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    Foreclosure stats for the week

    August 26, 2011 03:45PM

    Source: Condo Vultures As of today, the number of foreclosures in South Florida year-to-date is 20,130, down from 43,618 at the same time last year, based on the most recent data available from Broward, Miami-Dade and Palm Beach counties. The graph above shows foreclosure activity in South Florida’s three counties. — Katherine Clarke Tags: condo vultures foreclosure stats

    August 26, 2011 03:45PM

    Source: Condo Vultures As of today, the number of foreclosures in South Florida year-to-date is 20,130, down from 43,618 at the same time last year, based on the most recent data available from Broward, Miami-Dade and Palm Beach counties. The graph above shows foreclosure activity in South Florida’s three counties. — Katherine Clarke Tags: condo vultures foreclosure stats

    Jorge Perez launches APOGEE BEACH – SOUTH FLORIDA CONDO MARKET RECOVERING

    sun-sentinel.com/business/fl-south-florida-condos-20110826,0,5940860.story

    South Florida Sun-Sentinel.com

    South Florida’s condo market recovering

    A Jorge Perez project in Hollywood will test demand for new construction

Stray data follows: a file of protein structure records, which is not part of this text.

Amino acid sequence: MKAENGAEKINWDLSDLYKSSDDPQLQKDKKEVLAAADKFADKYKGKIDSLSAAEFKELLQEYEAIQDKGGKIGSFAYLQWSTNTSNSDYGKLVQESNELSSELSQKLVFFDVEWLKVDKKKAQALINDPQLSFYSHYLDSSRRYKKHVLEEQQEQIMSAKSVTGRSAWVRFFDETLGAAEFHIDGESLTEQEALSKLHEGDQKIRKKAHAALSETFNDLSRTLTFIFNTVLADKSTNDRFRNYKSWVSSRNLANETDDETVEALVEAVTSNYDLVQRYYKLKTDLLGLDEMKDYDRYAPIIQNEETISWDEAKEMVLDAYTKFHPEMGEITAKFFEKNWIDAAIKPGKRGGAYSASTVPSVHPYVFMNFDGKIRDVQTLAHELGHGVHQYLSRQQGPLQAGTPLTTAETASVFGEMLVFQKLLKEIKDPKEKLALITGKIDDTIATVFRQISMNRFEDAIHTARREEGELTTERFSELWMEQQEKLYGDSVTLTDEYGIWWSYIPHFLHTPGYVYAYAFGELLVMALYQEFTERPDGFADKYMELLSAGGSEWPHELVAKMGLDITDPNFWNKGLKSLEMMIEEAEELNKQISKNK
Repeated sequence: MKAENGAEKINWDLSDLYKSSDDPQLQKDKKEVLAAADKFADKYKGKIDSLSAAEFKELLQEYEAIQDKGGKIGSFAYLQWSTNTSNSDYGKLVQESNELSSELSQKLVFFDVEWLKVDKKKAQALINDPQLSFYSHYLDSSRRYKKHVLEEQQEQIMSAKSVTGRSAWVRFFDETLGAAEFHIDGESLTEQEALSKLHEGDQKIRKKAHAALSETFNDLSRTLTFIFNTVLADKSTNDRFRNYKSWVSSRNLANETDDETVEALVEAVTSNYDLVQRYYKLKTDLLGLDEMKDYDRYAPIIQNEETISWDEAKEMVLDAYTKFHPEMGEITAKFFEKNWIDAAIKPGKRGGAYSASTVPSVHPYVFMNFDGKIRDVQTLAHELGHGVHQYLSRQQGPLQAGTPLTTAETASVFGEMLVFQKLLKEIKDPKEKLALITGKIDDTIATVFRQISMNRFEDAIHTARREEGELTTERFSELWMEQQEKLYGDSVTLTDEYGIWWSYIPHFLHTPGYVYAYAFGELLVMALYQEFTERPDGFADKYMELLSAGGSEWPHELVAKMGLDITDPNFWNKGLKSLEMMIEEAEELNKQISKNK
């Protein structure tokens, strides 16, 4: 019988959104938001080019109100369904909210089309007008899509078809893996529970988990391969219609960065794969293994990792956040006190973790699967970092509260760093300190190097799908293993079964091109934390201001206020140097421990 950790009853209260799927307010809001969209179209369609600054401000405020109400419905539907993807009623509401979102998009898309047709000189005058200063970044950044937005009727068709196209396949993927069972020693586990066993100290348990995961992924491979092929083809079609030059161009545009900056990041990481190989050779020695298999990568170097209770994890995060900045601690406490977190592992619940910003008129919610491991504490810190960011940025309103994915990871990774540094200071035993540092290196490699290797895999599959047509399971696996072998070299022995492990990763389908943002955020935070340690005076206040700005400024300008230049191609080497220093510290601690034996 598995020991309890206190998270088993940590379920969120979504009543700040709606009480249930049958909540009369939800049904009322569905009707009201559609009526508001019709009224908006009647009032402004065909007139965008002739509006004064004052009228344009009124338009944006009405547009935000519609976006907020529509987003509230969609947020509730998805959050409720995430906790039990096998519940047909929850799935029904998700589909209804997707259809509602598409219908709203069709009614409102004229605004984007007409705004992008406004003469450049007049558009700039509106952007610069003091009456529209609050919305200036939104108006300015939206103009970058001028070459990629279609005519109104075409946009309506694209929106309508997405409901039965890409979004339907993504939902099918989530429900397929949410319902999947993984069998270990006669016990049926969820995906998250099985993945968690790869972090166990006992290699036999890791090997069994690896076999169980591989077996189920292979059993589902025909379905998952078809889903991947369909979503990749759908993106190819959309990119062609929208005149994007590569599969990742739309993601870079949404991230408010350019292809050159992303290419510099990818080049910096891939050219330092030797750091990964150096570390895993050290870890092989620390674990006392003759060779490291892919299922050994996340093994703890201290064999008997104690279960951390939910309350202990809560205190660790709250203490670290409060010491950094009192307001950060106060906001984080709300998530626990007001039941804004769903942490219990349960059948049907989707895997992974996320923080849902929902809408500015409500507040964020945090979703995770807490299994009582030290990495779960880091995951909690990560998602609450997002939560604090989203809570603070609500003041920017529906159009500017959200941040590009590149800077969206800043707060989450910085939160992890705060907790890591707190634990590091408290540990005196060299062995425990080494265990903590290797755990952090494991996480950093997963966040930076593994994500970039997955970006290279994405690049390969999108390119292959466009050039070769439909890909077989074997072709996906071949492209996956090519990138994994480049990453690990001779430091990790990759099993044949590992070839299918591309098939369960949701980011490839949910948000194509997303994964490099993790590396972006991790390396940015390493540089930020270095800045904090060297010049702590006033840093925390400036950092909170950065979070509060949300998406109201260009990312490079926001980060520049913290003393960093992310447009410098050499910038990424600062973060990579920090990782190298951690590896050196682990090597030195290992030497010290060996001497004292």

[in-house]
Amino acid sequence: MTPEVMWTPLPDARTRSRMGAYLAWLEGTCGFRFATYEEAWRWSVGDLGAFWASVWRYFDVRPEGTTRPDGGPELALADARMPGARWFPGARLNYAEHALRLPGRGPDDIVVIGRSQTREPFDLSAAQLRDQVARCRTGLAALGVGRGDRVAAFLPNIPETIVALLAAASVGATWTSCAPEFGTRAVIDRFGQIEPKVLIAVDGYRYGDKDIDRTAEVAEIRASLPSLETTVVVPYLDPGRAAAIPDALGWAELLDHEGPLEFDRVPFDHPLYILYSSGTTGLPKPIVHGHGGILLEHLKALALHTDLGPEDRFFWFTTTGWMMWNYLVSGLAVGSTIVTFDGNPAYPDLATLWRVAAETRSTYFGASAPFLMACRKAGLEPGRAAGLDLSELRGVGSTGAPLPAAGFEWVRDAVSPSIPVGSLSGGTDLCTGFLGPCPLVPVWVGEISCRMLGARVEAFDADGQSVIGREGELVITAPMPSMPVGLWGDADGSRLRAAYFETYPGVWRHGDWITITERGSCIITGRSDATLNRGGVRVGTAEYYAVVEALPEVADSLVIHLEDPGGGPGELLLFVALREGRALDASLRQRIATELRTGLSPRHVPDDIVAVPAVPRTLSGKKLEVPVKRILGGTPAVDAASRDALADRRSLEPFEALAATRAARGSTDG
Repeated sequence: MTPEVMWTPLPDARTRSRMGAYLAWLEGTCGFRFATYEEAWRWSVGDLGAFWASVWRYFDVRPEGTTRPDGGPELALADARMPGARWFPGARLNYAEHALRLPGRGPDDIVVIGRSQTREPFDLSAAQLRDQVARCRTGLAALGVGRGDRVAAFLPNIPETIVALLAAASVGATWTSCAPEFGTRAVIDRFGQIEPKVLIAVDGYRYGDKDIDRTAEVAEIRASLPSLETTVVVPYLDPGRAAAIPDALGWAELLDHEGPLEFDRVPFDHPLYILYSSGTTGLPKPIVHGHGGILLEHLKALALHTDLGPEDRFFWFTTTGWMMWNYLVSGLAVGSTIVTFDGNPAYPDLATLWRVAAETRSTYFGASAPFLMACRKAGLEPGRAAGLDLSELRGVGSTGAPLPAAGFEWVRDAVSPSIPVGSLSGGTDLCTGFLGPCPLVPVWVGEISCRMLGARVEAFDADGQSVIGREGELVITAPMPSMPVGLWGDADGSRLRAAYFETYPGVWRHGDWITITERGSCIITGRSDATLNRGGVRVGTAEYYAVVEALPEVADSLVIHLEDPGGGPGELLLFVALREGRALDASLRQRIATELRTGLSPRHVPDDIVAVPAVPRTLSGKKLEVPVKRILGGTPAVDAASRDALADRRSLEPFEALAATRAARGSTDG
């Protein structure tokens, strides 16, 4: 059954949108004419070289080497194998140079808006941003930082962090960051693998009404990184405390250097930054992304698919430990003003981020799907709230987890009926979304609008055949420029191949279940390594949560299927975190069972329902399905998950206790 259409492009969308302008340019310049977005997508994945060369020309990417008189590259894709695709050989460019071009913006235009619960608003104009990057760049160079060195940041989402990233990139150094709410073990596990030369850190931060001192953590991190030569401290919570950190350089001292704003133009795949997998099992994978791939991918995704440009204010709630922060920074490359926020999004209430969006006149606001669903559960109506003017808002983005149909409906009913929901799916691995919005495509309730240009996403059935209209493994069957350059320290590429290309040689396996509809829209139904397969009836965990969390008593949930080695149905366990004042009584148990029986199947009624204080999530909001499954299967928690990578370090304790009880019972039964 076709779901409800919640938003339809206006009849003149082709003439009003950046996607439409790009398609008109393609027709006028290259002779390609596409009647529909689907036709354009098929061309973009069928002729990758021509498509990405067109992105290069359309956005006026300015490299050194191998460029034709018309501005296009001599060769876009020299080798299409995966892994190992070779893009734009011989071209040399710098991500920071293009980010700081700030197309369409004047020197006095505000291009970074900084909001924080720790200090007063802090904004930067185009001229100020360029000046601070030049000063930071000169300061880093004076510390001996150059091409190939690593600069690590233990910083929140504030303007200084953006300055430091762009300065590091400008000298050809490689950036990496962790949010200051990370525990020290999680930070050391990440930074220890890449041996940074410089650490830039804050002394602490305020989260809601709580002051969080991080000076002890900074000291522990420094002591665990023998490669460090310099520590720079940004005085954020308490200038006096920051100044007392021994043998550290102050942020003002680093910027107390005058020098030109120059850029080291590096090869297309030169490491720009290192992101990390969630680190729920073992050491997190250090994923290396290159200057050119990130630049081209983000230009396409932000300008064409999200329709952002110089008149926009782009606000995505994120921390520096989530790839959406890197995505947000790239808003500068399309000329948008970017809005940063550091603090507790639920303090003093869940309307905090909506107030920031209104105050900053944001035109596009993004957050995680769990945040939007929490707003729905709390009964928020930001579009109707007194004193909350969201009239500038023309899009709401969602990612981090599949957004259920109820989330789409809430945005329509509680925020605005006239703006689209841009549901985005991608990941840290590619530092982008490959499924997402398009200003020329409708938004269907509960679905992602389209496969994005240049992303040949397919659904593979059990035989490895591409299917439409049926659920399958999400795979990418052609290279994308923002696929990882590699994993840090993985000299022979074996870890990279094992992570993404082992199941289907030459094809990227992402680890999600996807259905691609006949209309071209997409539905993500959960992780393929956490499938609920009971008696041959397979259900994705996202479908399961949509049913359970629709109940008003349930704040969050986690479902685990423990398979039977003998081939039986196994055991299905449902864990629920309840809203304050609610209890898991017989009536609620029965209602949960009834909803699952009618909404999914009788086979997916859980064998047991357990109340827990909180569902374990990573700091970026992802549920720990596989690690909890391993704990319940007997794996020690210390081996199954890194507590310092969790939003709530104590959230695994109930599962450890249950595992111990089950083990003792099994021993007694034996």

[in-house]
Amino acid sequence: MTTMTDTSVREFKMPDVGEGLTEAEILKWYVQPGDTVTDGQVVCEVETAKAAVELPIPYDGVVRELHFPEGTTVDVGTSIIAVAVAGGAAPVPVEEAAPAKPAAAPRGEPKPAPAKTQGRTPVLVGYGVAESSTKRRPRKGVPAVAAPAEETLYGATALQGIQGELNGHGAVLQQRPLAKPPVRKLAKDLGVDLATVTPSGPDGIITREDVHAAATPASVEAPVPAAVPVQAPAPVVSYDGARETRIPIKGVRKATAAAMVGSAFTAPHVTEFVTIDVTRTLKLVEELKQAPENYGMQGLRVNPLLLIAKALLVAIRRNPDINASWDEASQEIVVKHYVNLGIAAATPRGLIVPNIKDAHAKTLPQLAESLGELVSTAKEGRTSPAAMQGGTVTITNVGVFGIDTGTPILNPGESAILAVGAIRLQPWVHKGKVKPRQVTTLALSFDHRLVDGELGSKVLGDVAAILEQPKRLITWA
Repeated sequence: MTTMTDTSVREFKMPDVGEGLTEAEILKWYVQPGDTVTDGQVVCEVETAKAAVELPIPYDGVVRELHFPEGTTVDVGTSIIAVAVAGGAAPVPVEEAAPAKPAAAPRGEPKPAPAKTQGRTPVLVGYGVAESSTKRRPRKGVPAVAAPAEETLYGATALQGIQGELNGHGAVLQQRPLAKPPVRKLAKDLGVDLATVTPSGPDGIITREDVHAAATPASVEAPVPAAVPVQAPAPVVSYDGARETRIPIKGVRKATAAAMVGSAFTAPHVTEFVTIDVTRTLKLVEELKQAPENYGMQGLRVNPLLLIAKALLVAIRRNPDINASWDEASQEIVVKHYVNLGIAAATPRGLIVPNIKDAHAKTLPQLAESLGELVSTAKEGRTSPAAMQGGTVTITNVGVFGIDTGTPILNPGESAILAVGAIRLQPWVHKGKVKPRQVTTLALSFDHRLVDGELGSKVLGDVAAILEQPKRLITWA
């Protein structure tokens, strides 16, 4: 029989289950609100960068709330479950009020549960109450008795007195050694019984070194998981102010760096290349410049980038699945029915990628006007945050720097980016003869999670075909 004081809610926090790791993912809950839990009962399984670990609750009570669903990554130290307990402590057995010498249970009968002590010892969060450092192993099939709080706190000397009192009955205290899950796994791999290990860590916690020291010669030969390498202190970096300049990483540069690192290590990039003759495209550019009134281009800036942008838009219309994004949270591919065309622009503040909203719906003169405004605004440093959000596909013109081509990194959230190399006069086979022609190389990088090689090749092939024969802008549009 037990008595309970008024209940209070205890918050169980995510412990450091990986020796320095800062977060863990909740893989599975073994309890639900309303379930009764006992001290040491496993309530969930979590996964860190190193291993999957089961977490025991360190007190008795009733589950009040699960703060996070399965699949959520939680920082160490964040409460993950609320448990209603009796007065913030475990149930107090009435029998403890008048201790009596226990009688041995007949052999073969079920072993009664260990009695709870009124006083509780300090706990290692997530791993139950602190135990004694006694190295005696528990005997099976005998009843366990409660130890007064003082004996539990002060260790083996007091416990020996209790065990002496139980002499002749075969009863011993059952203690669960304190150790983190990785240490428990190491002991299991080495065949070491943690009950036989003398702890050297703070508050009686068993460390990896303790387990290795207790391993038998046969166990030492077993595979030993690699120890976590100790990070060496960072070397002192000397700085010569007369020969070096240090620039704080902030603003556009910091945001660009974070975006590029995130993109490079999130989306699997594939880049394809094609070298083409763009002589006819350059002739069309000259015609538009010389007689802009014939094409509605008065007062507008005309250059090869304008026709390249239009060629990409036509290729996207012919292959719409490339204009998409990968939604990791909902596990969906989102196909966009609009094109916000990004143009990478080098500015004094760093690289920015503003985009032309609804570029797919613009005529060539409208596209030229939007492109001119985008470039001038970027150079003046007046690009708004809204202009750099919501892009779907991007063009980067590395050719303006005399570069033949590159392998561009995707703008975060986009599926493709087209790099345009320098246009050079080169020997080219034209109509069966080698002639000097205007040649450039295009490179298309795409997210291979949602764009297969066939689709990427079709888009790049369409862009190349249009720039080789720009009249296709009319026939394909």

By Paul Owers, Sun Sentinel The glut of pricey condominiums built during the housing boom is starting to clear in parts of South Florida, leading some observers to wonder whether a wave of new construction isn’t far behind. Of the 5,100 condos in downtown Fort Lauderdale and along the beach, fewer than 70 are still for sale by the original developers, according to CondoVultures, a Bal Harbour-based real estate consulting firm. In Hallandale Beach and Hollywood, developers have just a handful of nearly 5,000 units remaining. Individual investors and bulk buyers in recent years have scooped up many of the units and are renting or reselling them now at drastically lower prices. With the shrinking supply of coastal condos, Miami developer Jorge Perez is scheduled to break ground early next year on Apogee Beach, a luxury waterfront project in Hollywood. No other condo developments are that far along in Broward County, though activity could pick up soon. “I honestly believe there will be demand for it,” said Lewis Goodkin, a longtime housing consultant in Miami. “But I wouldn’t do anything that wasn’t an oceanfront project.” Arguably the biggest obstacle for developers in Broward is the perception that there’s so much oversupply, said Peter Zalewski, principal at CondoVultures. “But when you delve into and look at the numbers, you see that Broward is basically cleaned out,” he said. Palm Beach County still has roughly 1,000 unsold developer units from the housing boom, according to CondoVultures, so it may take years before a developer breaks ground on a project there. Elsewhere, as the inventory for existing condos declines more quickly, there are fewer good deals available and buyers say they want new units, said Mathy Garcia Chesnick, an executive with Cervera Real Estate, a luxury condo sales firm with offices across South Florida. “It might be a very good time for developers to start launching projects,” she said. But so far, developers and lenders remain leery of new condos because of big losses during the condo crash. For instance, developer Kurupao 701 Ltd. paid $3.2 million in April 2006 for Victoria Breezes in Fort Lauderdale and later converted the apartment complex to condos, according to Broward property records reviewed by CondoVultures. North Lauderdale-based Security Bank provided a $2.5 million loan. But the lender filed for foreclosure last year and Kurupao handed the project back two months ago, when bulk buyer Victoria TDH LLC bought the final 13 units at a 71 percent discount off the original sales price. Perez’s project will be a good test of condo demand, said Craig Studnicky, principal at International Sales Group, an Aventura firm working with Perez to market and sell new projects. “A lot of eyes will be on Apogee Beach,” he said. Despite taking a beating in the crash, Perez has plans to build the 49-unit condo a mile south of Trump Hollywood, the luxury development that Perez handed back to lenders last fall. He worked out similar deals on other projects in Florida. Apogee Beach already is fully reserved, according to a spokeswoman, though some of those deals likely will fall through. Prices started at $600,000 to $2 million but have been bumped up to $680,000 to $3 million. All the units will have ocean views, European-style cabinets and granite countertops, while the 22-story building features a movie theater, valet parking and a clubhouse overlooking the pool deck. Demand from international buyers is strong, with Brazilians accounting for a third of the reservations. Perez also has seen an increase in Italian prospects within the past few weeks. Perez also has announced additional condo projects in Hollywood, Pompano Beach and Miami during the next few years. The Miami condo market also has improved dramatically in the past year. At Apogee Beach and the other developments, Perez will ask buyers to pay up to 80 percent of the cost of the condos before closing, and he insists that means he won’t need construction financing from a lender. Getting a loan now could be a problem, given his struggles and the strict lending standards that exist. Perez says “people are used to buying like this in Latin America.” Still, some analysts question whether enough buyers will be willing to pay so much money before closing. “That’s not a good formula unless you have a tremendous amount of confidence that you have a market,” Goodkin said. Confidence isn’t something that Perez lacks, despite his recent troubles. “Jorge is a visionary ¦ a trendsetter,” said Philip J. Spiegelman of International Sales Group. “He wants to be out there testing the waters.” Powers@tribune.com or 561-243-6529